Tuesday, January 21, 2003
There are times I'm prone to delusions of grandeur. They usually come during periods of elation, like the one I'm in right now. It makes it easy for me to see how a big time guru can end up as one of the vanguard of the grandiose.
For how could you be a bigtime guru without being grandiose? They build ashrams all over the world, go wherever they like whenever they want, and have thousands of adoring devotees treating them like living deities.
Look at Amachi. She tours her international ashrams giving darshan to literally thousands of devotees, 90% of which are convinced she is the incarnation of the Divine Mother just because they can get a hug from her.
There's the infamous Adi Da. He bought himself an island near Fiji and took his whole community there. He's been accused of forced wife swapping and other kinds of whoopee and is becoming known for his bitterness at not having been recognized as the "World Teacher."
There's also Gurumayi, head of the SYDA Yoga organization, with ashrams large and small all over the US. Every Sunday her devotees chant the guru gita to her picture on tv via satellite. Perhaps teledarshan is the wave of the future.
But I honestly can't see how any party to any of this could ever take it very seriously.
Ken Wilber was convinced by the authentic voice of Da Free John. Then Da Free John became Adi Da and took to spinning off to his own island universe, forcing Wilber to publicly disapprove of his activities, only to do an about face a few years later. Wilber knew then what he knows now. Da knows himself as oneness, but in the context of a psychology that is predisposed to grandiosity... just like me.
It's a bit scary to see that I have these same tendencies myself. Not that I would *ever* want to be regarded as a living god. But I do get elated and sometimes catch myself starting to believe my own hype. My conviction about what I am saying doesn't waver, but my faith in what others are going to get from it varies greatly depending how elated I am.
I think it could be this elation that sets a life on the path to becoming a bigtime guru. Being surrounded by adoring devotees who lap up whatever yogaprop you give them while treating you like God would seem to offer a very slippery slope for a personality now lacking the need to keep up appearances. And instead of managing the sociopsychological circus that erupts around them, they usually pay it no mind at all. And as the pedestal gets built higher and higher, all that is left is the supposed greatness of the guru and the blessings they believe they bestow to their devotees, which in many cases is a big fat zero.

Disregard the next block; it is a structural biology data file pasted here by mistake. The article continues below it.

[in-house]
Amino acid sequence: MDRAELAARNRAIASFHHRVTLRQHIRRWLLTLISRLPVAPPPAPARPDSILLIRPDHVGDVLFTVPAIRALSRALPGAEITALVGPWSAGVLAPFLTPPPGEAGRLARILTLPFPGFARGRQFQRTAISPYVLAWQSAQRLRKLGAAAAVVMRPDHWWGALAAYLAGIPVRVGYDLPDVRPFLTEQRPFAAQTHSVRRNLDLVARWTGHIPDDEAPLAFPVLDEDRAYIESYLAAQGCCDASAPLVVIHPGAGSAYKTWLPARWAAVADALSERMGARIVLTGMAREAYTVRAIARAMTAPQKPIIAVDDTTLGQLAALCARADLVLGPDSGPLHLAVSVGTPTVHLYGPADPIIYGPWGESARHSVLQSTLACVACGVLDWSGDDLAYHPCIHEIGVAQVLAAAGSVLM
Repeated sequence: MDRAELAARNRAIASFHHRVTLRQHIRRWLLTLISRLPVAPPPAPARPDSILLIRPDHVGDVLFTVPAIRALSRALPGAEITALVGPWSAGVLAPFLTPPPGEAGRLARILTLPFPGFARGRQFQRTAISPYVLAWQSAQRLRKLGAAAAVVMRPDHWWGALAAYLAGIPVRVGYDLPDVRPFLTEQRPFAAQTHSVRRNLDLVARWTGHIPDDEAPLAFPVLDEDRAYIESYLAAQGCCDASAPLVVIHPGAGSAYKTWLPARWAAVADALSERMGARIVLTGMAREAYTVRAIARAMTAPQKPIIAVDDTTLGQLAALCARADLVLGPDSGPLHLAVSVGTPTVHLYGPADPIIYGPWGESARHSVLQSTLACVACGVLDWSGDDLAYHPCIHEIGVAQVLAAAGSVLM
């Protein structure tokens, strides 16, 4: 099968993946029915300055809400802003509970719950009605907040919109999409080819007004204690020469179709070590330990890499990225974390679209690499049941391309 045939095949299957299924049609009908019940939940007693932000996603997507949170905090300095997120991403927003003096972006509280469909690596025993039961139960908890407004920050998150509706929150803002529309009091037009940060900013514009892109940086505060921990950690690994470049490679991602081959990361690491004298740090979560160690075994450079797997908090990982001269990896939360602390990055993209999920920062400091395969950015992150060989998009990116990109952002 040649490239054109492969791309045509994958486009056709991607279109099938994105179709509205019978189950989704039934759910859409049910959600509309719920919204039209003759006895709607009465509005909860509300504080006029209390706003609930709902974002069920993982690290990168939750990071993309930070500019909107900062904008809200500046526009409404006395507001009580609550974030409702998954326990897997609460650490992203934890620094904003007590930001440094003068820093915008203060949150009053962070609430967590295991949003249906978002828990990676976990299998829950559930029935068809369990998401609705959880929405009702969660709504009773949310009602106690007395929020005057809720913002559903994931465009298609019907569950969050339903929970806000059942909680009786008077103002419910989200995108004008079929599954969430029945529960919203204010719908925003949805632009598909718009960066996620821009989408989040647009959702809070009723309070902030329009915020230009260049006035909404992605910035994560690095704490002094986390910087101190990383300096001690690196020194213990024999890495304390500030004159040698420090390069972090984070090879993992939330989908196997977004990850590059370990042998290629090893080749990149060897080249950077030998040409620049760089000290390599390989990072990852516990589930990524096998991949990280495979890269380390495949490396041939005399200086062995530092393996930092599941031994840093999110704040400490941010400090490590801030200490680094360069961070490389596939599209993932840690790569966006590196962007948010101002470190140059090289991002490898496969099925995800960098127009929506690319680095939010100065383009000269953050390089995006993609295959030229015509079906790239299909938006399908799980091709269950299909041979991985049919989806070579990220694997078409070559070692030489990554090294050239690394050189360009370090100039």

Because big time gurus do their devotees a tremendous disservice by allowing that pedestal to be built at all, for it conveys the impression that Self realization will entitle them to the same kind of life. Combined with the many ridiculous things that people believe about their bigtime guru's "powers," and you end up in a cyclone of occluding expectations obscuring just about everyone's awareness.
It's been exciting for me to finally get my thoughts down on "paper", but I need to be vigilant and ready to keep things in perspective. Outside of the friends that I have pushed here, I don't have many readers. But that still doesn't stop me from being somewhat grandiosely convinced that I'm right about these things and that others will find themselves in agreement.
Who knows? One day I might write a book and go on the satsang circuit, acquiring my own community and building centers as I get hailed as the latest new world teacher. But then it will be discovered that I like to dress as a cosmic gogo dancer and attend sexual fetish parties, bringing the whole thing down like those buildings we all remember. And when the dust finally settles and I get to see the true extent of the devastation, I hope I can laugh when I realize I fell into the same exact trap I had ranted about so many years ago in this weblog.